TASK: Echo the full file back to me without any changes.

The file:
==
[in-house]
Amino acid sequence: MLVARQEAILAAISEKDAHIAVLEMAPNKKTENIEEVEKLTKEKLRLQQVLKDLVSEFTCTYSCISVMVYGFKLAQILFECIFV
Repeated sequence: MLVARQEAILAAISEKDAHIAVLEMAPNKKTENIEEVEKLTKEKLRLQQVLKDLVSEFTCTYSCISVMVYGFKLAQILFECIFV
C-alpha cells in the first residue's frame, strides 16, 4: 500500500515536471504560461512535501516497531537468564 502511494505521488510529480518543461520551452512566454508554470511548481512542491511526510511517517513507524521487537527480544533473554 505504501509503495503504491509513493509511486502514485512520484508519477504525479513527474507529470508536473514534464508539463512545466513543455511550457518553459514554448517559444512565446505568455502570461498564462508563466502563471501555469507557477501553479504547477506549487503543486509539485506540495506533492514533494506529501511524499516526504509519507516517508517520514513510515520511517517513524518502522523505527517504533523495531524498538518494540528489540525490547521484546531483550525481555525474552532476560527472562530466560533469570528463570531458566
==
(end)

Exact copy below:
[in-house]
Amino acid sequence: MLVARQEAILAAISEKDAHIAVLEMAPNKKTENIEEVEKLTKEKLRLQQVLKDLVSEFTCTYSCISVMVYGFKLAQILFECIFV
Repeated sequence: MLVARQEAILAAISEKDAHIAVLEMAPNKKTENIEEVEKLTKEKLRLQQVLKDLVSEFTCTYSCISVMVYGFKLAQILFECIFV
C-alpha cells in the first residue's frame, strides 16, 4: 500500500515536471504560461512535501516497531537468564 502511494505521488510529480518543461520551452512566454508554470511548481512542491511526510511517517513507524521487537527480544533473554 505504501509503495503504491509513493509511486502514485512520484508519477504525479513527474507529470508536473514534464508539463512545466513543455511550457518553459514554448517559444512565446505568455502570461498564462508563466502563471501555469507557477501553479504547477506549487503543486509539485506540495506533492514533494506529501511524499516526504509519507516517508517520514513510515520511517517513524518502522523505527517504533523495531524498538518494540528489540525490547521484546531483550525481555525474552532476560527472562530466560533469570528463570531458566